Basically, it’s an NFC tag housed in a weighty casing which you can magnetically attach to your fridge or place it wherever you like. You download the official app and scan the Brick, and it locks out all but a chosen few apps from your phone. The only way to regain access to those apps is to scan the Brick again.
It’s a really ingenious idea for helping iPhone users reduce distractions, and from what I can tell it leverages the Downtime feature of Screen Time, but with a few extra bells and whistles. For example, opening a restricted app when Brick is enabled shows a custom screen instead of the default Screen Time warning. It’s also apparently not possible to disable the lockout without physically using the NFC tag within the Brick itself. It all seems very clever and must be utilising some unusual APIs within iOS.
So this got me thinking: Why do we need a special device and app to do this? Surely we can achieve most of Brick’s functionality just using Shortcuts and a regular NFC tag, right?
I took a look through all of the current actions in Shortcuts, and amazingly there’s no way to turn on Downtime via an automation. It has to be done manually. Looking ahead to iOS 17, it doesn’t appear such an action is on the horizon either.
But, with a bit of thinking outside the box, we can replicate most of the functionality with Shortcuts, and so I present to you Bricked, a collection of four Shortcuts which with some setup will allow you to restrict applications with a toggle.
This toggle can be triggered in any way you like, for example by scanning an NFC tag, but activating a focus or using any means supported by the Shortcuts app for triggering automations.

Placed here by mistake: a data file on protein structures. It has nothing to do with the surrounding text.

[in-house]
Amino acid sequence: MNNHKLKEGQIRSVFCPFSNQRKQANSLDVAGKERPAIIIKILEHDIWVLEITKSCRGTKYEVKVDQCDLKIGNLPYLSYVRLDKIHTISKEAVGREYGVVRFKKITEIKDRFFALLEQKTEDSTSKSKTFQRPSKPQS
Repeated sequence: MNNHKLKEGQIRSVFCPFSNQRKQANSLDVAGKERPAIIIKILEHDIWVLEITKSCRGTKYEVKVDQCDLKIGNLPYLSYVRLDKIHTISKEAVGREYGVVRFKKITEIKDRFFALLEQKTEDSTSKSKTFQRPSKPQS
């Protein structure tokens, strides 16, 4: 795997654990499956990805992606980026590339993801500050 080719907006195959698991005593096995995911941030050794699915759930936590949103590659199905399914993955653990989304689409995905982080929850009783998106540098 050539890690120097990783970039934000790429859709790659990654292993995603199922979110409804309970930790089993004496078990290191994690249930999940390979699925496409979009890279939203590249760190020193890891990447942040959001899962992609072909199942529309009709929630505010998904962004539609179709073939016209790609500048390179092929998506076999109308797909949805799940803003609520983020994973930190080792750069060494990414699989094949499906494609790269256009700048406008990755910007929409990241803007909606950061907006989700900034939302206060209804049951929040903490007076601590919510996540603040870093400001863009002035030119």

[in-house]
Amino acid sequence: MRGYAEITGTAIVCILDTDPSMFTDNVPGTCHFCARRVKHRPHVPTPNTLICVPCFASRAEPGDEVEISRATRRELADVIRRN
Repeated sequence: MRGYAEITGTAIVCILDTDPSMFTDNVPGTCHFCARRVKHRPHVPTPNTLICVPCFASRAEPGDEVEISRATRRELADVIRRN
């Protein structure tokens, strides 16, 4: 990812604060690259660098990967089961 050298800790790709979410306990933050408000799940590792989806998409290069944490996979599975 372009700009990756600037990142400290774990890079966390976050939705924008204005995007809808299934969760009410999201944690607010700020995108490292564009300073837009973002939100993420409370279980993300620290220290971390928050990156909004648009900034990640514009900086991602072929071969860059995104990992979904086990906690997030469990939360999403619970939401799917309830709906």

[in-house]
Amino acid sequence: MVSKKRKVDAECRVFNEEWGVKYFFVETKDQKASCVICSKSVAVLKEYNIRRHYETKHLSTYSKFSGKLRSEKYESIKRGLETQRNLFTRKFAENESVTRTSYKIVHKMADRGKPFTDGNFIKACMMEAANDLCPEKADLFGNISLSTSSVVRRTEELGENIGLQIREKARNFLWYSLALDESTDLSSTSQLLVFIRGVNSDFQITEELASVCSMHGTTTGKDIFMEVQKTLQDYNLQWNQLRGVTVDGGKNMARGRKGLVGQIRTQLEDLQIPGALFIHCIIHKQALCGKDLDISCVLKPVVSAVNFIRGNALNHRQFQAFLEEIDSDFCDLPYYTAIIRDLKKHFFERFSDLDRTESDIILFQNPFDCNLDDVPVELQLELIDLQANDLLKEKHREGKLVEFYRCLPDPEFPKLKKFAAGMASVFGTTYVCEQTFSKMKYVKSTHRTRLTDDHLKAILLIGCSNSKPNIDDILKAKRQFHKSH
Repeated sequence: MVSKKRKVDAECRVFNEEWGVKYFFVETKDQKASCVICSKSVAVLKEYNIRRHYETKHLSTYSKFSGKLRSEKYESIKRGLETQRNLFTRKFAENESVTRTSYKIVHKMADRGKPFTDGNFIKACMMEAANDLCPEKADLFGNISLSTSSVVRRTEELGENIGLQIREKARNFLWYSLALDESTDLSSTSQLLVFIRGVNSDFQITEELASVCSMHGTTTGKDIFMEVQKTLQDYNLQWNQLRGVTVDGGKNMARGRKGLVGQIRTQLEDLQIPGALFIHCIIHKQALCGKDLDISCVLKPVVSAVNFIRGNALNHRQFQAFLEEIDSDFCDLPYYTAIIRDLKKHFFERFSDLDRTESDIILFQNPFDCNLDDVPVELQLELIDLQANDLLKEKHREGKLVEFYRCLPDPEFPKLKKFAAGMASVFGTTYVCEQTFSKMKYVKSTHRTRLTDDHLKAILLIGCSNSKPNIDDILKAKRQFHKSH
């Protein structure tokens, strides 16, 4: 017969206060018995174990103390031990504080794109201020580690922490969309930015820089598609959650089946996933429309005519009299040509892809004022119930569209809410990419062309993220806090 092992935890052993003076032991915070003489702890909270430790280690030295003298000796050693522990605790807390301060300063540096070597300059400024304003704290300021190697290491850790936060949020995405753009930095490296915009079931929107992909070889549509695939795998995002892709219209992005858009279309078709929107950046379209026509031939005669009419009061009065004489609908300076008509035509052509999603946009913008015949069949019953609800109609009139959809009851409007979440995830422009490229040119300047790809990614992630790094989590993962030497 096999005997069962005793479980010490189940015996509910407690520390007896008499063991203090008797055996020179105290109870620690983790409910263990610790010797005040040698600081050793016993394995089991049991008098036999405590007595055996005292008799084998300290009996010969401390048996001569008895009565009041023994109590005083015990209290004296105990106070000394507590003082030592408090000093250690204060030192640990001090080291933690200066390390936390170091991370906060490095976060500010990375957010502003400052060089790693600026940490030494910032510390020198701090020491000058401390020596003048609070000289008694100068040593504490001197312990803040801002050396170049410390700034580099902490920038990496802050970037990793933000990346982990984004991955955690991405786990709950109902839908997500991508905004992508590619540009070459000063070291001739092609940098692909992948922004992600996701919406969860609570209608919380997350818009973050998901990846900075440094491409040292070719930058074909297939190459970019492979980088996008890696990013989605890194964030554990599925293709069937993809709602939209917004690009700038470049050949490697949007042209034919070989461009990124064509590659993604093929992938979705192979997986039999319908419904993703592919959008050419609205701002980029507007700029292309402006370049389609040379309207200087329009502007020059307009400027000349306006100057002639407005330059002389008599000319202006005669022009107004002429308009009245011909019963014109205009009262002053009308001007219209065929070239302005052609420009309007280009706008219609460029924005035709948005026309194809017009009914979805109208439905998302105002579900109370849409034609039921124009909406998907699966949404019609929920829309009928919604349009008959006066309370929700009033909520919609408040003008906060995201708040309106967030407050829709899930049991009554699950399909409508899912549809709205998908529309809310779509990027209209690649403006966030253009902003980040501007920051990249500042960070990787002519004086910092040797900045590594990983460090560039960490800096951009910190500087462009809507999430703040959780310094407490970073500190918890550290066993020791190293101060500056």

It’s true you could go to the Settings app and enable Downtime, but there’s no automated way to do this. With “Bricked” you can enable and disable the app restrictions any way supported by Shortcuts automations. That’s a lot of choice.
For example, the way I use this is linked to one of my focus modes, which hides non-essential apps from my homescreen and turns off colour and effects to make my phone less enticing. Now it also prevents me from opening distracting apps until I disable the focus mode.
How does it work? The main shortcut (called “Bricked”) is activated via the standard automation for app launching. You simply specify the shortcut to run when launching those apps you want restricted.
The “Bricked” shortcut then consults an entry in Data Jar to determine whether Bricked mode is activated or not. If it is activated, you’re immediately taken out of the app and back to the homescreen.
The other three shortcuts allow you to enable or disable bricked mode by setting that entry in Data Jar which is read by the main shortcut.
I use it on a daily basis, and I’ve found it really helpful to be mindful and focussed when I need to tune out distractions from my phone.
If you do give it a try, please do feel free to let me know your feedback over on Mastodon.
Download the “bricked” shortcut here.